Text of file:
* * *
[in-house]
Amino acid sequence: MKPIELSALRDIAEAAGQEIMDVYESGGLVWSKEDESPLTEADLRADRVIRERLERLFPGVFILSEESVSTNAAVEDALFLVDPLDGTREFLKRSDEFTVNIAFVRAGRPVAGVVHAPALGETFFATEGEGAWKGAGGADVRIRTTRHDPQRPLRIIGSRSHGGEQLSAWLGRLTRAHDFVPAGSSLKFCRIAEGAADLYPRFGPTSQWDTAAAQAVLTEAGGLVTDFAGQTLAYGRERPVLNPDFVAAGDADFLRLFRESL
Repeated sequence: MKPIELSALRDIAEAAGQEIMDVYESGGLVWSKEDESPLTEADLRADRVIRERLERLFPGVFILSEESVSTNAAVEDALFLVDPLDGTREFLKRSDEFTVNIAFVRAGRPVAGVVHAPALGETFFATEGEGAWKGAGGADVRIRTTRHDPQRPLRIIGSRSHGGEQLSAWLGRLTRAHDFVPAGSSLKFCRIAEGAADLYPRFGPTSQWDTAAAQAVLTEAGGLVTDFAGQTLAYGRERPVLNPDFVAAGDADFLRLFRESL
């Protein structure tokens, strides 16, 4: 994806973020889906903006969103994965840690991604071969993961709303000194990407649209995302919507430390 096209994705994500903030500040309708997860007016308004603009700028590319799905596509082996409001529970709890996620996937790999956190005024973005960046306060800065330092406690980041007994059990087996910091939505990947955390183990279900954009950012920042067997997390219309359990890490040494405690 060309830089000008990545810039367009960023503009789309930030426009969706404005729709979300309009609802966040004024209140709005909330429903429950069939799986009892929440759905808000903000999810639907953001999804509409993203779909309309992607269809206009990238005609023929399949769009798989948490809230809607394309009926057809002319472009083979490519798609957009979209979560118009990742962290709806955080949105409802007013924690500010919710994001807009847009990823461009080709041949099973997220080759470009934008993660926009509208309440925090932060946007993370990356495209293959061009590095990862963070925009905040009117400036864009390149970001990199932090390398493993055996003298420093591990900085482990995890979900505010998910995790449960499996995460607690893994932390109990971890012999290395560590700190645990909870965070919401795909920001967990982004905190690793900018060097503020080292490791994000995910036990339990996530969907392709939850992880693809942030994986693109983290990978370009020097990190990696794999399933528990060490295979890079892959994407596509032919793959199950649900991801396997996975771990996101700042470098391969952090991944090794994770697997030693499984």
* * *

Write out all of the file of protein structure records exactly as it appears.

[in-house]
Amino acid sequence: MKPIELSALRDIAEAAGQEIMDVYESGGLVWSKEDESPLTEADLRADRVIRERLERLFPGVFILSEESVSTNAAVEDALFLVDPLDGTREFLKRSDEFTVNIAFVRAGRPVAGVVHAPALGETFFATEGEGAWKGAGGADVRIRTTRHDPQRPLRIIGSRSHGGEQLSAWLGRLTRAHDFVPAGSSLKFCRIAEGAADLYPRFGPTSQWDTAAAQAVLTEAGGLVTDFAGQTLAYGRERPVLNPDFVAAGDADFLRLFRESL
Repeated sequence: MKPIELSALRDIAEAAGQEIMDVYESGGLVWSKEDESPLTEADLRADRVIRERLERLFPGVFILSEESVSTNAAVEDALFLVDPLDGTREFLKRSDEFTVNIAFVRAGRPVAGVVHAPALGETFFATEGEGAWKGAGGADVRIRTTRHDPQRPLRIIGSRSHGGEQLSAWLGRLTRAHDFVPAGSSLKFCRIAEGAADLYPRFGPTSQWDTAAAQAVLTEAGGLVTDFAGQTLAYGRERPVLNPDFVAAGDADFLRLFRESL
């Protein structure tokens, strides 16, 4: 994806973020889906903006969103994965840690991604071969993961709303000194990407649209995302919507430390 096209994705994500903030500040309708997860007016308004603009700028590319799905596509082996409001529970709890996620996937790999956190005024973005960046306060800065330092406690980041007994059990087996910091939505990947955390183990279900954009950012920042067997997390219309359990890490040494405690 060309830089000008990545810039367009960023503009789309930030426009969706404005729709979300309009609802966040004024209140709005909330429903429950069939799986009892929440759905808000903000999810639907953001999804509409993203779909309309992607269809206009990238005609023929399949769009798989948490809230809607394309009926057809002319472009083979490519798609957009979209979560118009990742962290709806955080949105409802007013924690500010919710994001807009847009990823461009080709041949099973997220080759470009934008993660926009509208309440925090932060946007993370990356495209293959061009590095990862963070925009905040009117400036864009390149970001990199932090390398493993055996003298420093591990900085482990995890979900505010998910995790449960499996995460607690893994932390109990971890012999290395560590700190645990909870965070919401795909920001967990982004905190690793900018060097503020080292490791994000995910036990339990996530969907392709939850992880693809942030994986693109983290990978370009020097990190990696794999399933528990060490295979890079892959994407596509032919793959199950649900991801396997996975771990996101700042470098391969952090991944090794994770697997030693499984």